When determining whether to use a scratch org or a sandbox, you might think that it’s a one-or-the-other decision. However, depending on the use case, team size, and application lifecycle stage, your team is more likely to use them in conjunction.

So, why would you choose a scratch org instead of a sandbox?

  • They’re easy to spin up and discard.
  • They’re compatible with our modern Salesforce DX tooling because source tracking is enabled by default.
  • They’re independent of your production org, which means that you can enable and try out features and settings that don’t exist in your production org. While a sandbox is the same edition as its production org, you can choose the edition for the scratch org.
  • Because scratch orgs are empty, they contain only the metadata that you deploy to them from a source control system. They don’t contain any cruft from abandoned projects, unused configurations, or experimentation. 
  • You can create new scratch orgs within minutes vs. hours or days using Salesforce CLI, Salesforce Extensions for VS Code, or Code Builder. 
  • You don’t have to worry about refresh intervals. As long as you haven’t exceeded your scratch org allocations, you can quickly spin up a new scratch org as needed.
  • Because each developer uses their own scratch org, you won’t overwrite each other’s changes, which can happen in a shared sandbox.
  • Scratch orgs were made for automated testing use cases, continuous integration and continuous delivery workflows (CI/CD), and performance testing. They also work well for peer reviews.
  • Scratch orgs are vital to the second-generation package development process if you’re an ISV or partner.

See Scratch Orgs in the Salesforce DX Developer Guide for more information.

Developer Edition (DE) orgs

A DE org is a free org that provides access to many of the features and capabilities available in an Enterprise Edition org without the need for a paid subscription. They’re a great choice for learning and experimenting on the platform. DE orgs usually include features that don’t require a feature or permission set license.

However, DE orgs have some limitations, which make them less desirable for permanent development environments. The Salesforce Release Notes indicate which features are available in the most recent version of a Developer Edition org, which means that DE orgs can become out of date over time. Custom metadata and data in the production org aren’t synchronized with DE orgs, which means that DE orgs can become out of sync with production over time.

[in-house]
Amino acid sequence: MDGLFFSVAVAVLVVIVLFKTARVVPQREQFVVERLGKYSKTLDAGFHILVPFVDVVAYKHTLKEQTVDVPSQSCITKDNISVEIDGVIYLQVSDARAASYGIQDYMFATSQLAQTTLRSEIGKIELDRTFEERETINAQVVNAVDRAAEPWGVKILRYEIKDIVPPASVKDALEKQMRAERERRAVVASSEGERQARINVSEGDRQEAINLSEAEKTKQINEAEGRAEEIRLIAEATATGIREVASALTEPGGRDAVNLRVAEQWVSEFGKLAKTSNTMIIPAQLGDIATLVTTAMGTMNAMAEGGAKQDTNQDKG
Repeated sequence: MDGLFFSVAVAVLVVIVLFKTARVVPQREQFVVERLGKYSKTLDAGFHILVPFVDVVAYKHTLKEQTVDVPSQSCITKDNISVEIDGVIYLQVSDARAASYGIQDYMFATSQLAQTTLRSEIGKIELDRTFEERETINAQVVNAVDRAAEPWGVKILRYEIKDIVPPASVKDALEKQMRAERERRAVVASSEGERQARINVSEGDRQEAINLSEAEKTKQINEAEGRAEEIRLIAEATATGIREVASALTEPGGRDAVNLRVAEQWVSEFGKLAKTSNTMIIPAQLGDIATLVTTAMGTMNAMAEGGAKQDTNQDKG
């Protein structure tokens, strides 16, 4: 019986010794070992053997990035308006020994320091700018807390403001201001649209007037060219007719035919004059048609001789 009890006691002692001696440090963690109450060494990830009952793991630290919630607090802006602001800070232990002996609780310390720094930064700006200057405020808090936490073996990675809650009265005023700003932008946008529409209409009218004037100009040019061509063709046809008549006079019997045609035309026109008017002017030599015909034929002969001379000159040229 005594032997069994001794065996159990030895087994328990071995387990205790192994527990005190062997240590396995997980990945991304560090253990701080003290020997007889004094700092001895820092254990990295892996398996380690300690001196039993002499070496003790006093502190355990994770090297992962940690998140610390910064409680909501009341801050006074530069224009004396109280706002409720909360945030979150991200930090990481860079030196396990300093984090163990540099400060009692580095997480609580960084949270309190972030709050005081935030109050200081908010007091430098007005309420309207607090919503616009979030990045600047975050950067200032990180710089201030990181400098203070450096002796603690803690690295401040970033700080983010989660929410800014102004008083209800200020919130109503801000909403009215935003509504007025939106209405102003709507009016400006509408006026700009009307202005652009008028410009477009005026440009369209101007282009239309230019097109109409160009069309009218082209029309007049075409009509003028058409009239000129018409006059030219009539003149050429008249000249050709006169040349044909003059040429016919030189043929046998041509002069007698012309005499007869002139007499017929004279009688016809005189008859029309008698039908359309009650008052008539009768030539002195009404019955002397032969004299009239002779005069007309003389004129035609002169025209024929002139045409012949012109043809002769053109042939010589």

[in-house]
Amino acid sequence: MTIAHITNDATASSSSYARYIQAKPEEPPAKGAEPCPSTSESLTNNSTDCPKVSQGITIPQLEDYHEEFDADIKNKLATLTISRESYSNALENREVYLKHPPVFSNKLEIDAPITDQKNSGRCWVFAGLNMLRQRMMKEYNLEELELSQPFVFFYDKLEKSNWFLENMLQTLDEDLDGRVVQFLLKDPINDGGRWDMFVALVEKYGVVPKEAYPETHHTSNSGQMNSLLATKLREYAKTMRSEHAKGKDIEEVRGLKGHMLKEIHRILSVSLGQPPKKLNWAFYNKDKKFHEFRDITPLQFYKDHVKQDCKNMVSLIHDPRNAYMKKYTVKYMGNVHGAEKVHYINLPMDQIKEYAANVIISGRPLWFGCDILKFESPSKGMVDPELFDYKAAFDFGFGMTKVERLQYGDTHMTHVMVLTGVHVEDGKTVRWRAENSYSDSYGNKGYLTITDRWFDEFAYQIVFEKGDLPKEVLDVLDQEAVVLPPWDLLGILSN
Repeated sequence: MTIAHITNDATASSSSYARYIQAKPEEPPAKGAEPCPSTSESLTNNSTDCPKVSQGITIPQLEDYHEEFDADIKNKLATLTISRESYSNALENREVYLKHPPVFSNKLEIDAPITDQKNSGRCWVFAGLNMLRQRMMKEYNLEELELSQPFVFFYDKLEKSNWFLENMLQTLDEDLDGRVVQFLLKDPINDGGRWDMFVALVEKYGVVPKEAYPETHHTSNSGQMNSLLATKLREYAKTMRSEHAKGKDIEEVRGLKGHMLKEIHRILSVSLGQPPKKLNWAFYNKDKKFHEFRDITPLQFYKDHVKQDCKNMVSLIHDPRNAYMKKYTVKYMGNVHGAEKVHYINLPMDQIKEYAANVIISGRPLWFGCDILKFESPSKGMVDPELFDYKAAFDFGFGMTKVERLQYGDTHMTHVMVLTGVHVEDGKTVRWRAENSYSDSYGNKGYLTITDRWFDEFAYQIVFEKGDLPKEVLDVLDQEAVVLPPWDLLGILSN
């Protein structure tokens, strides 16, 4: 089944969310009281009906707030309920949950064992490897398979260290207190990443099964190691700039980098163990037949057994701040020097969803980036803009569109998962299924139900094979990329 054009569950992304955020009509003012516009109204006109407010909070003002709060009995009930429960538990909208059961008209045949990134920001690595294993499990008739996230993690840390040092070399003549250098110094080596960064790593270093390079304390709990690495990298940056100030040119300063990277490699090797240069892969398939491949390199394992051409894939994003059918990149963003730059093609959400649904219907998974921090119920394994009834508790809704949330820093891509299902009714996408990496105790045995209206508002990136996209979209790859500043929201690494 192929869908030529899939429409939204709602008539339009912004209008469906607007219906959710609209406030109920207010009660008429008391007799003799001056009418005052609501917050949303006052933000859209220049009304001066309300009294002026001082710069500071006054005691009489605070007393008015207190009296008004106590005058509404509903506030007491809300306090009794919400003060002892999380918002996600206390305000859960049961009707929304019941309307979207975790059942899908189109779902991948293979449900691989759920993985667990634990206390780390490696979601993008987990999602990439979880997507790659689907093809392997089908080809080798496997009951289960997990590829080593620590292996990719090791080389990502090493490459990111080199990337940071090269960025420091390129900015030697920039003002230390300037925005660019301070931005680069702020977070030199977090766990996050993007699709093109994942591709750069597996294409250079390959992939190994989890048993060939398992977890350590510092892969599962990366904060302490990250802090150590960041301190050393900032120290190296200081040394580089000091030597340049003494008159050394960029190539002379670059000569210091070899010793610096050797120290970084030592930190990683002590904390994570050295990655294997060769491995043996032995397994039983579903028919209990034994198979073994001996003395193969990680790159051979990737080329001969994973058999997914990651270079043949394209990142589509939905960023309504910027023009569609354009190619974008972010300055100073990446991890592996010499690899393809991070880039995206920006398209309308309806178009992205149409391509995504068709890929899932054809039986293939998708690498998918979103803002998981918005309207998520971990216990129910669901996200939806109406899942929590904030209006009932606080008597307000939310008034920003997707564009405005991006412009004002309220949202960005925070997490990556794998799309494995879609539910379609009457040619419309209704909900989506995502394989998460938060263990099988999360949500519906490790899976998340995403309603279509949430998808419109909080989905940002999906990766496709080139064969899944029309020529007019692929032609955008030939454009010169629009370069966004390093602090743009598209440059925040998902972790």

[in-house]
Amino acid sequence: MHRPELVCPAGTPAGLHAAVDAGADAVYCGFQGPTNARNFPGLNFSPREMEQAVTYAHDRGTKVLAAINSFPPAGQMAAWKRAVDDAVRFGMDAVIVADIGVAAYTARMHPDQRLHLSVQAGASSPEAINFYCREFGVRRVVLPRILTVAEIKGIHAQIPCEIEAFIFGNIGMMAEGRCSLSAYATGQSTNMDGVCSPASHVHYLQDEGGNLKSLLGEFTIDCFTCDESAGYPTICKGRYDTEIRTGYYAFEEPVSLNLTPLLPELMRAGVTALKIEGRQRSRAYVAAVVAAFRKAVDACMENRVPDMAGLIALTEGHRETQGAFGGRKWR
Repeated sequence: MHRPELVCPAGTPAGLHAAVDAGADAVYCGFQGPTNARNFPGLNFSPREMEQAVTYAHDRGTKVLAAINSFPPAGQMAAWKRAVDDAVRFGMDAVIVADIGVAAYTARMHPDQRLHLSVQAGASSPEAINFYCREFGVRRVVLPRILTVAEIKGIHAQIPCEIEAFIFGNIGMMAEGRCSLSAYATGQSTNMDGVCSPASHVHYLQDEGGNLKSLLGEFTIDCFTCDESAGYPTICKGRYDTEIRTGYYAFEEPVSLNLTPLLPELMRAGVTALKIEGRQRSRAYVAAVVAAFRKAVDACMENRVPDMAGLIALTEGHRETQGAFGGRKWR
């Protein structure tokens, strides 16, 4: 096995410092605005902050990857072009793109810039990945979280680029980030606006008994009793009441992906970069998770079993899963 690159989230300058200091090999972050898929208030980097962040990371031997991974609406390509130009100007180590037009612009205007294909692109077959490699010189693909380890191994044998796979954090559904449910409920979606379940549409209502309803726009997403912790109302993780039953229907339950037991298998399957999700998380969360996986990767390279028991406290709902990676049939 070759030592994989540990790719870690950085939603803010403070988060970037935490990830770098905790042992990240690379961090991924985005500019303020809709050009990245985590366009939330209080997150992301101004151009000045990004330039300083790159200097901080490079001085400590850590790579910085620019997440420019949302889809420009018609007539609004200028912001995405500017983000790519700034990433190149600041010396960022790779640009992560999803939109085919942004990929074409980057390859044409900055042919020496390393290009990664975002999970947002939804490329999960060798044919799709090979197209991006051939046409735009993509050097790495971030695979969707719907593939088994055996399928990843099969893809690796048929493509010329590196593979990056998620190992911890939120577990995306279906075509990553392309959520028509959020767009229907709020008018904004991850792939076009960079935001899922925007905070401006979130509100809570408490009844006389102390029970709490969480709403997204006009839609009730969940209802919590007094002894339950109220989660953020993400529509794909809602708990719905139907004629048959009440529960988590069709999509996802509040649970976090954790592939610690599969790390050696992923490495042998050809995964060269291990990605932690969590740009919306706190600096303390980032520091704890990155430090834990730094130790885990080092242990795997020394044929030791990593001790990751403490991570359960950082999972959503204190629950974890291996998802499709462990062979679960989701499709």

Unlike sandboxes, DE orgs can’t be refreshed, and they have limited data and storage. Unlike developer sandboxes and scratch orgs, DE orgs don’t have source tracking enabled, and they can’t be used as development environments for some Salesforce DX tooling, such as DevOps Center. Unlike production orgs, you can’t create sandboxes from DE orgs.

Some benefits of Developer Edition orgs include:

  • They don’t expire if you log in to them on a regular basis
  • You can enable Dev Hub, which allows you to create scratch orgs (three active, six daily)
  • You can install and evaluate DevOps Center
  • You can use them to create a namespace
  • DE orgs are free, and you can sign up for as many as you like on the Developer Edition sign-up page
  • You can connect DE orgs to Trailhead

Other orgs

Salesforce offers several other org types for special purposes and use cases.

Pre-release (preview) DE orgs: If you want early access to try new features for an upcoming release, you can sign up for a pre-release trial DE org, such as for Summer ’24.

Limited-time DE orgs: These orgs provide the ability to try out some of our new tools, such as Einstein Analytics for CRM or Einstein Copilot.

Trailhead Playgrounds: These free practice orgs are pre-configured with sample data and configurations. They’re integrated with Trailhead, allowing you to complete hands-on challenges associated with projects and modules within a safe environment. 

Trial Edition orgs: Temporary and limited-time versions of Salesforce orgs allow you to explore specific Salesforce apps or features. Salesforce partners use Partner trial orgs to showcase their apps and integrations. Salesforce offers several product and industry-specific free trial orgs. By trying before buying, you can make informed purchasing decisions.

Selecting the right org for each development stage

Now that you better understand the differences across org types, let’s discuss where they all fit in the app development process — what we commonly refer to as the Application Lifecycle Management (ALM) process.

ALM is the process of building and managing changes to your applications, from design to final release, to ensure that changes are introduced in a safe and governed way. There are three pillars to ALM: people, processes, and tools. In this post, we’ll focus on tools, specifically, which environments support which stages of the application lifecycle.

The ALM cycle has five stages, as illustrated below.